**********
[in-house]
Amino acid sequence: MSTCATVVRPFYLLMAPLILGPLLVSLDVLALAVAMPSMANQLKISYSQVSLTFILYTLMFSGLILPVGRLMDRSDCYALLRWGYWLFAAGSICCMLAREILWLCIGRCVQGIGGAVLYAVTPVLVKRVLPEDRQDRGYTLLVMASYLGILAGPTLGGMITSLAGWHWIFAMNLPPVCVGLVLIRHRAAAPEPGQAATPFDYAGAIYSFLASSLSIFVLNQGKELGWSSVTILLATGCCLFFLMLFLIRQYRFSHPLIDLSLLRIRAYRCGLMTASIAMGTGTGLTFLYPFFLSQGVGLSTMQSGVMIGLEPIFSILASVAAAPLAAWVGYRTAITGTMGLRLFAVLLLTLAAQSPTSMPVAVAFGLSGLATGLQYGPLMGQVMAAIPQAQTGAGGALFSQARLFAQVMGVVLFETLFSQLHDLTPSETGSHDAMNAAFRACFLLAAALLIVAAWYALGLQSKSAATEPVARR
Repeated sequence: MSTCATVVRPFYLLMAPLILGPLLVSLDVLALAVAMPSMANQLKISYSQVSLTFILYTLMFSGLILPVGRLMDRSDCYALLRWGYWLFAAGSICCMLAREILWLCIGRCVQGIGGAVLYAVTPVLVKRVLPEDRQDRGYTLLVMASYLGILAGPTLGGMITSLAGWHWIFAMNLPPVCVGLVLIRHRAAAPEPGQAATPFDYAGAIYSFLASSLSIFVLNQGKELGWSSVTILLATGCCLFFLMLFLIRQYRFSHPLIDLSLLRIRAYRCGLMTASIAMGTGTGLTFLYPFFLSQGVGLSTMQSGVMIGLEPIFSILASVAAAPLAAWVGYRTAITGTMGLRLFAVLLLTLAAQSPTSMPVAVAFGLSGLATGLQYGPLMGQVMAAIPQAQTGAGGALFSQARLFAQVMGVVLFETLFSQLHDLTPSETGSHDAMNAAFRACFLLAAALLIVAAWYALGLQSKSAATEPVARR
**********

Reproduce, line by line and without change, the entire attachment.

[in-house]
Amino acid sequence: MSTCATVVRPFYLLMAPLILGPLLVSLDVLALAVAMPSMANQLKISYSQVSLTFILYTLMFSGLILPVGRLMDRSDCYALLRWGYWLFAAGSICCMLAREILWLCIGRCVQGIGGAVLYAVTPVLVKRVLPEDRQDRGYTLLVMASYLGILAGPTLGGMITSLAGWHWIFAMNLPPVCVGLVLIRHRAAAPEPGQAATPFDYAGAIYSFLASSLSIFVLNQGKELGWSSVTILLATGCCLFFLMLFLIRQYRFSHPLIDLSLLRIRAYRCGLMTASIAMGTGTGLTFLYPFFLSQGVGLSTMQSGVMIGLEPIFSILASVAAAPLAAWVGYRTAITGTMGLRLFAVLLLTLAAQSPTSMPVAVAFGLSGLATGLQYGPLMGQVMAAIPQAQTGAGGALFSQARLFAQVMGVVLFETLFSQLHDLTPSETGSHDAMNAAFRACFLLAAALLIVAAWYALGLQSKSAATEPVARR
Repeated sequence: MSTCATVVRPFYLLMAPLILGPLLVSLDVLALAVAMPSMANQLKISYSQVSLTFILYTLMFSGLILPVGRLMDRSDCYALLRWGYWLFAAGSICCMLAREILWLCIGRCVQGIGGAVLYAVTPVLVKRVLPEDRQDRGYTLLVMASYLGILAGPTLGGMITSLAGWHWIFAMNLPPVCVGLVLIRHRAAAPEPGQAATPFDYAGAIYSFLASSLSIFVLNQGKELGWSSVTILLATGCCLFFLMLFLIRQYRFSHPLIDLSLLRIRAYRCGLMTASIAMGTGTGLTFLYPFFLSQGVGLSTMQSGVMIGLEPIFSILASVAAAPLAAWVGYRTAITGTMGLRLFAVLLLTLAAQSPTSMPVAVAFGLSGLATGLQYGPLMGQVMAAIPQAQTGAGGALFSQARLFAQVMGVVLFETLFSQLHDLTPSETGSHDAMNAAFRACFLLAAALLIVAAWYALGLQSKSAATEPVARR